July 23, 2012
LONDON–The Nigerian National Assembly will make a decision on whether to impose a $5 billion fine on Royal Dutch Shell SA’s Nigerian subsidiary, Shell Nigeria Exploration and Production Company, when it returns from its summer recess in September, Mohammed Zakari, Chairman of the Media and Public Affairs Committee for the Nigerian National Assembly, told Dow Jones Newswires Monday.
Federal authorities last week recommended that Shell pay the hefty penalty for an incident on the offshore Bonga field last December that caused 40,000 barrels of crude to spill into the Gulf of Guinea.
The National Assembly will hear a report from the House Committee on the Environment when it returns from its annual recess in September and decide whether to approve the fine, Mr. Zakari said.
Shell was forced to halt production from the 200,000 barrel-a-day Bonga field in December after a leak occurred during a routine tanker loading operation. The result was one of Nigeria’s worst oil spills in more than a decade.
“The money will go to the development of the communities in those areas where the oil spill has caused environmental damage,” Mr. Zakari said, highlighting an emerging issue of contention as Shell maintains that the oil spilled from Bonga never reached the Nigerian coastline some 120 kilometers away.
Shell said none of the crude reached land and that much of the leaked oil dispersed naturally in the water or evaporated. Some crude did wash up along the Western Niger Delta coastline, which Shell cleaned up, despite expressing doubts that it originated from Bonga.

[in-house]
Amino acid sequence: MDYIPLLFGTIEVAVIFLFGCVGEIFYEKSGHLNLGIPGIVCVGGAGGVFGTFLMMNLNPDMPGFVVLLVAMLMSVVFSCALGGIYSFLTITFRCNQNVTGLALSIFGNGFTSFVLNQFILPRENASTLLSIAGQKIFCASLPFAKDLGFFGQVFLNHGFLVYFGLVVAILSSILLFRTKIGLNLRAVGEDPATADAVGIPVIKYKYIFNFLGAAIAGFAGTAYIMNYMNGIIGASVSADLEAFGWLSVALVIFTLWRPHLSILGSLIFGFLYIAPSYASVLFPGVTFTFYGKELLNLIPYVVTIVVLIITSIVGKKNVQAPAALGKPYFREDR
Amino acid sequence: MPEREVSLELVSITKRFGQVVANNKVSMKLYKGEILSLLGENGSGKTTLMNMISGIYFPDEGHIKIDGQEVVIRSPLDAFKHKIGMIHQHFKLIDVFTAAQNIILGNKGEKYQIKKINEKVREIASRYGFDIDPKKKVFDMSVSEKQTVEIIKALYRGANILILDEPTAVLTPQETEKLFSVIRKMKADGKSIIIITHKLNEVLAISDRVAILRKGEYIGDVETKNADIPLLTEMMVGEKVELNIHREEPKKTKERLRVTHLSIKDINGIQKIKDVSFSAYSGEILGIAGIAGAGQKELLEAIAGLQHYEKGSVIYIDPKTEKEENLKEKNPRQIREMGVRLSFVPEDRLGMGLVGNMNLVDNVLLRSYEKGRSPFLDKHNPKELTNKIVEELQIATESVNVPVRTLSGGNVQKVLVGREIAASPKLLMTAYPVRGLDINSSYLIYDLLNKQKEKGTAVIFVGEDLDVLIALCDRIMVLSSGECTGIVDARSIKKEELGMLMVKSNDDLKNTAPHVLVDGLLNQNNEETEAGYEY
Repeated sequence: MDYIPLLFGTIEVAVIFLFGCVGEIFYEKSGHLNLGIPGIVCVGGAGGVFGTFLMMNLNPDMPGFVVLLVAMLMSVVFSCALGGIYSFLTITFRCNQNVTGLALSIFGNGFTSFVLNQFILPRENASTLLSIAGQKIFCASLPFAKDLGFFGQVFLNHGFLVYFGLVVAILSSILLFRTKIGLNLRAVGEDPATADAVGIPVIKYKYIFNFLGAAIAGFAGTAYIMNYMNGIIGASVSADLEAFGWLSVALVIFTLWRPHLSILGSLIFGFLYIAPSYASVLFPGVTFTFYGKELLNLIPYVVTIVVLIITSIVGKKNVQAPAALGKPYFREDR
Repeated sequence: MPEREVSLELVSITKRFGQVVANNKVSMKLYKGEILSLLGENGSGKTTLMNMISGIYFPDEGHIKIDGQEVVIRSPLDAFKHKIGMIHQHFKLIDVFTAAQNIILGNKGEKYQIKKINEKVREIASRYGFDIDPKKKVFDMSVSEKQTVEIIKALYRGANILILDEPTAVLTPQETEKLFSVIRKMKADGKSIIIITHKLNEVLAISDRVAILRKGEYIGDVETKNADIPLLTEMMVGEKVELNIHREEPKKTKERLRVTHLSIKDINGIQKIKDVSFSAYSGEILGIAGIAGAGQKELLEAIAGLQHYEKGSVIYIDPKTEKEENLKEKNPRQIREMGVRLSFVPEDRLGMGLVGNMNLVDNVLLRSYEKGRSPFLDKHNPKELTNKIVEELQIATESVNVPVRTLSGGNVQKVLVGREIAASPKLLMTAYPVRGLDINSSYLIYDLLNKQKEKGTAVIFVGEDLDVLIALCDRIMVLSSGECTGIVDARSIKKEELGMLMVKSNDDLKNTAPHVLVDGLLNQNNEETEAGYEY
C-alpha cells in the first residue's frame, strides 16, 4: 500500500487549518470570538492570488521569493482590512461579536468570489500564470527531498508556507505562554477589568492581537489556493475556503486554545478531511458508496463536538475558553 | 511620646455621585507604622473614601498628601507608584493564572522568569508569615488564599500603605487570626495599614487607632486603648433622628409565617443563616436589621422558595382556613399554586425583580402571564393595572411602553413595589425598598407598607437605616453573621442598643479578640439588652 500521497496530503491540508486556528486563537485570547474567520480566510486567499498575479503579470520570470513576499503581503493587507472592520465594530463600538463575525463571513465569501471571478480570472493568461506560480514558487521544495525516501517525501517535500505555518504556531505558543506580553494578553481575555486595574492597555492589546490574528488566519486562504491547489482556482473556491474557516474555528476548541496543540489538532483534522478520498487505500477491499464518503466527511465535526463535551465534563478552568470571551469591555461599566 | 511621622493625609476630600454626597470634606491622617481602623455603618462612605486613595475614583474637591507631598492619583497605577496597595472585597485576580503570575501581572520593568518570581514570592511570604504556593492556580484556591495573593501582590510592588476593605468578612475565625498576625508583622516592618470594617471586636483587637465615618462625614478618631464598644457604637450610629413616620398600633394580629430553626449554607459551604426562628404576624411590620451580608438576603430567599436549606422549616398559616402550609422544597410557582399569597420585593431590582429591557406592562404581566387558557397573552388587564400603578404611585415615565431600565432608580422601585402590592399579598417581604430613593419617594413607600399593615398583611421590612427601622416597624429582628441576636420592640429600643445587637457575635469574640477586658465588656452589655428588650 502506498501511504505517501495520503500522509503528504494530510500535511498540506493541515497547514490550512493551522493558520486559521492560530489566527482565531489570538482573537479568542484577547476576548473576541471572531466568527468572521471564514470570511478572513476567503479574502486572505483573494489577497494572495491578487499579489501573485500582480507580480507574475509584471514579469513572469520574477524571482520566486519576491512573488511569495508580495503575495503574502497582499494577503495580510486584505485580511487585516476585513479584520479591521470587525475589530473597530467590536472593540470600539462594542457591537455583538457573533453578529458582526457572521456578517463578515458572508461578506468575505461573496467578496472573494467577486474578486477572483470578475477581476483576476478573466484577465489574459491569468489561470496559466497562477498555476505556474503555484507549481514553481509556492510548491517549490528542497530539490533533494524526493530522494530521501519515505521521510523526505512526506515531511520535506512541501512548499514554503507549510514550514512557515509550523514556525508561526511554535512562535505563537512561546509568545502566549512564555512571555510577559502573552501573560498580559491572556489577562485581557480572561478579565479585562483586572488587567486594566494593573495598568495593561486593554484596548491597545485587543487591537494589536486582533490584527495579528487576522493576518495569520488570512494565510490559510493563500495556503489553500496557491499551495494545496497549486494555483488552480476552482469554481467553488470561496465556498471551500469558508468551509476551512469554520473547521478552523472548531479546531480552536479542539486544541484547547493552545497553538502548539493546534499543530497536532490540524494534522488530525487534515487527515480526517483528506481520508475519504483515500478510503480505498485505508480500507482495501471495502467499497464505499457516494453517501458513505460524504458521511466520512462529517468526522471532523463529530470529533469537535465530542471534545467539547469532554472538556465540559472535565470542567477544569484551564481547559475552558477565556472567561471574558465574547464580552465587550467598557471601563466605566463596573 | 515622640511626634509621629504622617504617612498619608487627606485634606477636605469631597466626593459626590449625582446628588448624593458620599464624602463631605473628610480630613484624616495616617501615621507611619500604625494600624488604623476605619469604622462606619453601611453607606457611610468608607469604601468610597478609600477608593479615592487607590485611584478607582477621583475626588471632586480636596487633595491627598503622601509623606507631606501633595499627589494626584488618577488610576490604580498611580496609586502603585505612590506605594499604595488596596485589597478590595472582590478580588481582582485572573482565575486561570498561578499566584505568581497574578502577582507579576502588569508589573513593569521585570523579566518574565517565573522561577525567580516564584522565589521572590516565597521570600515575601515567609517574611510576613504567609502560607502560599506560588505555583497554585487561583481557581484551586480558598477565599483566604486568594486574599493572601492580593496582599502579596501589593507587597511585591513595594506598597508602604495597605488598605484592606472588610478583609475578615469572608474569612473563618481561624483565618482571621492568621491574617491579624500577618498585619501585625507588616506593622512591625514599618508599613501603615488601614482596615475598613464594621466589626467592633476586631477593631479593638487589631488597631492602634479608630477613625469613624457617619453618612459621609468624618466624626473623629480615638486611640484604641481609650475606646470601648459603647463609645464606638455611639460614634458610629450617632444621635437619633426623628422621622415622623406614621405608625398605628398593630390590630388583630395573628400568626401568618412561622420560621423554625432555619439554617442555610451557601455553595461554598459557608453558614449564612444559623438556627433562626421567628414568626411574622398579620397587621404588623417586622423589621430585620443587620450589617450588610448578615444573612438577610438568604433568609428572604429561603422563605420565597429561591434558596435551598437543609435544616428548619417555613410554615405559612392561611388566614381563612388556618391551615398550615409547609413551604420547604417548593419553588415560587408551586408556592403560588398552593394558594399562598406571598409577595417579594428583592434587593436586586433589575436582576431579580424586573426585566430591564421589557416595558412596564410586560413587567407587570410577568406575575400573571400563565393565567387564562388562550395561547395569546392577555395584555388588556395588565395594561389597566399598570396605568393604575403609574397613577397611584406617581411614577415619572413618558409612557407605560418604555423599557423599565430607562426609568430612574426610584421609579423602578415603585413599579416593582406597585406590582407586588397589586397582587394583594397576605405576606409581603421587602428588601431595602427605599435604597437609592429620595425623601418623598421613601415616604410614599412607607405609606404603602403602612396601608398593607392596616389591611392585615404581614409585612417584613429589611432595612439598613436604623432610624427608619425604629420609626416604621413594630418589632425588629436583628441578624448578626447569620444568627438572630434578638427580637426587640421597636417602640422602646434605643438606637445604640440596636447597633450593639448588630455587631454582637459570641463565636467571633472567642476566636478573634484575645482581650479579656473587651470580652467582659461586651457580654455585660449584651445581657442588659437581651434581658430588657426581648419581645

“[Shell] responded to this incident with professionalism and acted with the consent of the necessary authorities at all times to prevent an environmental impact,” a company spokesman said in a statement issued last Tuesday.
And Chike Onyejekwe, managing director of Shell Nigeria Exploration and Production Company, said the National Oil Spill Detection and Response Agency’s own analysis “did not show any significant agreement between the fingerprint values from Bonga oil samples and those from [the spill impacted] communities.”
The company has said it will challenge any fine levied against it, a fight analysts said it would likely win.
“Shell will fight this fine to the bitter end,” said Marne Beukes, energy analyst for Africa at IHS Global Insight.
The large penalty comes at a time of heightened concern over the safety of offshore oil production, following BP PLC’s (BP.LN) disastrous Deepwater Horizon explosion and oil spill in the Gulf of Mexico in 2010. Shell is currently facing intense scrutiny from U.S. authorities and environmental groups as it prepares to drill for oil offshore Alaska.
The fine is particularly severe in comparison to other recent incidents. Based on Shell’s estimate of the 40,000 barrels of oil spilled in the Bonga leak, the fine equates to around $125,000 a barrel.
By comparison, BP could face a fine under the clean water act for the Deepwater Horizon spill of up to $1,100 a barrel if it isn’t found guilty of gross negligence, or $4,300 a barrel if gross negligence is proved.
The proposed fine also sends a clear message as Nigeria seeks to make major changes to clean up its oil industry and moves towards passing the long-delayed Petroleum Industry Bill that would establish a new regulatory framework for the oil business.
“I am not surprised at the mammoth fine and the government is definitely upping their game. Previous spills have seen offenders come of lightly, and with this steep fine the government is trying to send a clear message to the industry to either raise safety standards or face the consequences,” IHS Global Insight’s Ms. Beukes said.
Write to Sarah Kent at email@example.com
(Alexis Flynn in London contributed to this story)